Johan Cruyff’s influence to the fore in Erik Ten Hag’s Ajax

Winger David Neres celebrates scoring against Juventus in the quarter-final of the Champions League. Picture: Getty.
Winger David Neres celebrates scoring against Juventus in the quarter-final of the Champions League. Picture: Getty.
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Around the same time that Erik ten Hag launched his unremarkable playing career in the Eredivisie, Johan Cruyff left Ajax to coach Barcelona. In three years as manager at the club where he had helped to usher in the era of Total Football as a player, Cruyff failed to add to Ajax’s 22 titles but twice won the KNVB Cup and, in 1987, the European Cup Winners’ Cup with a team featuring future superstars Frank Rijkaard, Marco van Basten and Dennis Bergkamp.

Often credited with laying the groundwork for the Ajax side which went on to win the Champions League under Louis van Gaal in 1995, Cruyff won it himself with Barca along with four consecutive La Liga titles. Already a global phenomenon and (counter-)cultural icon in the Netherlands – long hair now cropped back but cigarette still clamped in mouth, until he traded them in for lollipops – he was elevated to the halls of myth and deity as one of those rare few who evolve into genius managers having already been genius footballers.

This was the background to which Ten Hag spent his formative years, with Cruyffmania at dizzying heights. It should come as no surprise that, now Ajax manager himself, Ten Hag is attempting to follow the Cruyffian blueprint for success. Many Ajax managers have tried to walk in Cruyff’s footsteps, however, and many have failed. Ten Hag, despite not having a major honour to his name as a manager, has already been credited with reworking the tenets of Cruyff’s philosophy and making them his own.

If there is a thread leading directly from Cruyff to Ten Hag, then it is tied in with Cruyff’s most famous student and advocate. Pep Guardiola – who, after his mentor’s death from lung cancer in 2016, said: “I knew nothing about football until I met Cruyff” – was manager of Bayern Munich when Ten Hag was put in charge of the reserves in 2013. Though they operated independently of each other, they worked together at Bayern for two years.

Speaking about Ten Hag in light of Ajax reaching the Champions League semi-finals, where they will face Tottenham, Guardiola admitted they “had lots of chats” during their time in Bavaria and said: “I was lucky to meet him at Bayern… I’m delighted where he is, a historical club.”

Ten Hag, for his part, has made no secret of his admiration for Guardiola. Asked about their time together ahead of Ajax’s shock win against Real Madrid in the last 16, Ten Hag said: “Guardiola’s philosophy is sensational and he has demonstrated this at Barcelona, Bayern and City. His structured attacking play is very attractive and I aim to implement this at Ajax.”

Though City and Ajax operate on very different budgets, the fact that Ten Hag’s side have gone further in the Champions League says everything about his success in implementing the attractive, attacking football with which he credits his former colleague. “Guardiola is an innovator and inspiration,” Ten Hag said before the Real Madrid tie, adding that the desire to “win by playing well” was a shared ideal. That should serve as affirmation that, when it comes to their original inspiration, it’s hard to overestimate Cruyff’s importance.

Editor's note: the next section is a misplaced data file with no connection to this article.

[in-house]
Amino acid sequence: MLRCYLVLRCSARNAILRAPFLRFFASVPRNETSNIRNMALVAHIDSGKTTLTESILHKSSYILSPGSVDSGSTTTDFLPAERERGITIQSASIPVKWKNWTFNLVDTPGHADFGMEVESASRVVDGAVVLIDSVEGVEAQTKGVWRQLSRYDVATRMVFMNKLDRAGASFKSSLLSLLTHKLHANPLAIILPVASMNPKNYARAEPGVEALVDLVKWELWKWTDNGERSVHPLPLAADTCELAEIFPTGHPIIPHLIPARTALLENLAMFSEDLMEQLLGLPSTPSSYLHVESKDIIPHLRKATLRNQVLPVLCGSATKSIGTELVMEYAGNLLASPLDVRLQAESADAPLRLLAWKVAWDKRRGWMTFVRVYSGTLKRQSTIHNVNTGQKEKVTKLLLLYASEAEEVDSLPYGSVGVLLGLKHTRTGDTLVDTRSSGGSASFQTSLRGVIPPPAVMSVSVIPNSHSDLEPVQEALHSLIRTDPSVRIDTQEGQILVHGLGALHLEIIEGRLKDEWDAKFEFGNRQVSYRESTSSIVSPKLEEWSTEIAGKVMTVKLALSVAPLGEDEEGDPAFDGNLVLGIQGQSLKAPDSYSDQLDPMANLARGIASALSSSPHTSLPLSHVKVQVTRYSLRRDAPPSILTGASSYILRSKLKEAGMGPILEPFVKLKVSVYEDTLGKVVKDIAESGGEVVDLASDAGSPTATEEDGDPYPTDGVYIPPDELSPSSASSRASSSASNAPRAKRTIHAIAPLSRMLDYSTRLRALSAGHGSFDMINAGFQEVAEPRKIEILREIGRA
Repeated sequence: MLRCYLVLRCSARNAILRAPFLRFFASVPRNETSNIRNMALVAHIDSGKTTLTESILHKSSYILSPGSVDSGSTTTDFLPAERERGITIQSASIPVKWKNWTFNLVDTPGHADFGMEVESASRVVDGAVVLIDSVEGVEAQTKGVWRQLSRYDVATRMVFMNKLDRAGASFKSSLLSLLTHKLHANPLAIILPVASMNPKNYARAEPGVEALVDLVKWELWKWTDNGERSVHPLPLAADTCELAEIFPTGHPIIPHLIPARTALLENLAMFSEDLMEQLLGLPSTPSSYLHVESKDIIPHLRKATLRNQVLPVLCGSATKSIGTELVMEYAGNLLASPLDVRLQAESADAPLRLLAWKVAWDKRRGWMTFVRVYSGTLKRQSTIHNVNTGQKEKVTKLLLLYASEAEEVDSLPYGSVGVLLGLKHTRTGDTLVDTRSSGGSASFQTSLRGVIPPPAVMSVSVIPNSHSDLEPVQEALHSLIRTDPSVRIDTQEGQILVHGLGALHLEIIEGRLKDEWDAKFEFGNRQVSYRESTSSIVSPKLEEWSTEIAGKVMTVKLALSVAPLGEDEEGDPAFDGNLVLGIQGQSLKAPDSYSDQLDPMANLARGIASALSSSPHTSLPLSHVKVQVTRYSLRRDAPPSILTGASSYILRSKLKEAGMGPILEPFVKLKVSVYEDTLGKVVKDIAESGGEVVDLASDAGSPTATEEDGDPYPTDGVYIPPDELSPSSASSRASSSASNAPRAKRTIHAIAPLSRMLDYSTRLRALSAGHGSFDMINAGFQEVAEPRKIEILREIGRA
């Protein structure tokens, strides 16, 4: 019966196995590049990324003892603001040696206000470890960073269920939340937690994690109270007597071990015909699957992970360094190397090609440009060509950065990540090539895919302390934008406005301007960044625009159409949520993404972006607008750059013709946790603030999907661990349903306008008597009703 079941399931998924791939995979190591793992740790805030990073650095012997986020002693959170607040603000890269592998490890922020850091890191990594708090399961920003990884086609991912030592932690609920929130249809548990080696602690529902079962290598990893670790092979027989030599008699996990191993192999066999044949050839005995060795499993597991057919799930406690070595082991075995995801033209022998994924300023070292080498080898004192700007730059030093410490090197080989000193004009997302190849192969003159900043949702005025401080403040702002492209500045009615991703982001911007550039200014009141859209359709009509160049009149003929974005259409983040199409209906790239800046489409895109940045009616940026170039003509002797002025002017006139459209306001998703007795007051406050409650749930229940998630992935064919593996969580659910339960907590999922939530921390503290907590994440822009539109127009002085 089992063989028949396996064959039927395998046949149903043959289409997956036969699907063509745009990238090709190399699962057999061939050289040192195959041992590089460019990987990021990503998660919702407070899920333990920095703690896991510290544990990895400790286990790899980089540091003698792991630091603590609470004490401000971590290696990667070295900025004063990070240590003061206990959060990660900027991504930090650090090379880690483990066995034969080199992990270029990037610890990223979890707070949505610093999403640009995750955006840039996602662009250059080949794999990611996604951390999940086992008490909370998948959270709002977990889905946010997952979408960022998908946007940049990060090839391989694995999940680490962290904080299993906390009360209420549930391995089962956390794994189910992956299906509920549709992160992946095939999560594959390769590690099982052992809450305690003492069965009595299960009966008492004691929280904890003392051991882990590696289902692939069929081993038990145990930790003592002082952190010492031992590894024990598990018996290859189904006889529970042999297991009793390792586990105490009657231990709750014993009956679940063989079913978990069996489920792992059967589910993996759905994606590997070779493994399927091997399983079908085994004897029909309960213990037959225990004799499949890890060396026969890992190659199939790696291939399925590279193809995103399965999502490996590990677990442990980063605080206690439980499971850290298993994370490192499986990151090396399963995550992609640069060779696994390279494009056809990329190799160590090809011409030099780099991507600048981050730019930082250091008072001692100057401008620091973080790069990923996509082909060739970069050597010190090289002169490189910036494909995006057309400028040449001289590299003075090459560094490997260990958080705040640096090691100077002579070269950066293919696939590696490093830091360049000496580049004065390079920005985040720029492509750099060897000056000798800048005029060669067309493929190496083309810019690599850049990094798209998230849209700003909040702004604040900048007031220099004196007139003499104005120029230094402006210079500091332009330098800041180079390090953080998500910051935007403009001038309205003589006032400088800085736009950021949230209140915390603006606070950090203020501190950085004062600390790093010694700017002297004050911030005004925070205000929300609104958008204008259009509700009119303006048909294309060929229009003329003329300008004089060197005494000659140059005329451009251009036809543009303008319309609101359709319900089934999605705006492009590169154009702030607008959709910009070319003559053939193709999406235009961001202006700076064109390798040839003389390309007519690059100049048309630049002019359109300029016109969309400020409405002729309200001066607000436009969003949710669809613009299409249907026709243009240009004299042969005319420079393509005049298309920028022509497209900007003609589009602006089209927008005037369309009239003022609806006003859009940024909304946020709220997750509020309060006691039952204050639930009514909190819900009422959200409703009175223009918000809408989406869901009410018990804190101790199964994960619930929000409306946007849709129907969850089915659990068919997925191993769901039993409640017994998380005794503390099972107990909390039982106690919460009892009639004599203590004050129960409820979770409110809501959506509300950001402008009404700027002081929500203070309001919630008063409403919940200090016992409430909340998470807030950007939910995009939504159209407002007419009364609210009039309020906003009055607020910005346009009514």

There is often said to be a fundamental dichotomy at Ajax between those who revere Cruyff, pictured, above all and those who lionise Van Gaal for his Champions League triumph .

As Dutch football journalist and Ajax fan Elko Born once wrote in The Blizzard, many see Cruyff as representing the romantic tendency at Ajax while Van Gaal is the father of the club’s pragmatic school of thought. Cruyff once said of his arch nemesis: “Van Gaal has a good vision on football. But it’s not mine. He wants to gel winning teams and has a militaristic way of working with his tactics. I don’t. I want individuals to think for themselves.”

When it comes to Ten Hag’s favoured style of play, the Cruyffian influence is unavoidable. There is a reason that his approach has been dubbed “Total Football 2.0”. His full-backs, usually Nicolas Tagliafico and Joel Veltman, push high and double up as auxiliary attackers, while wingers David Neres and Hakim Ziyech are equally capable of roaming in-field dangerously. Dusan Tadic, revitalised after leaving Southampton last summer, has thrived across Ajax’s front three in something of a free role.

Then there is Ten Hag’s focus on controlled possession, one of the central pillars of Cruyff’s philosophy as a manager. With Frenkie De Jong as their passing metronome and Donny van de Beek as their creative hub in the midfield, Ajax have averaged more than 58 per cent possession and an 84 per cent pass completion rate this term.

On top of all that, Ajax are a team with genuine individuality and flair throughout. Far from the formalism and militarism which Cruyff held in such contempt, Ten Hag’s players seem more than capable of self-expression.

Ten Hag has the KNVB Cup final next Sunday, two more league fixtures and, at most, three more games in Europe to make himself a legend in Amsterdam. Were he looking for a few words of inspiration for his players ahead of their visit to London this week, he could do worse than to echo Cruyff once more. Ahead of their 1992 European Cup final against Sampdoria at Wembley, Cruyff’s final words to his Barcelona players were: “Go out and enjoy it.” Ajax are certainly enjoying themselves at the moment, playing football which surely would have pleased even the most demanding Ajax supporter of all.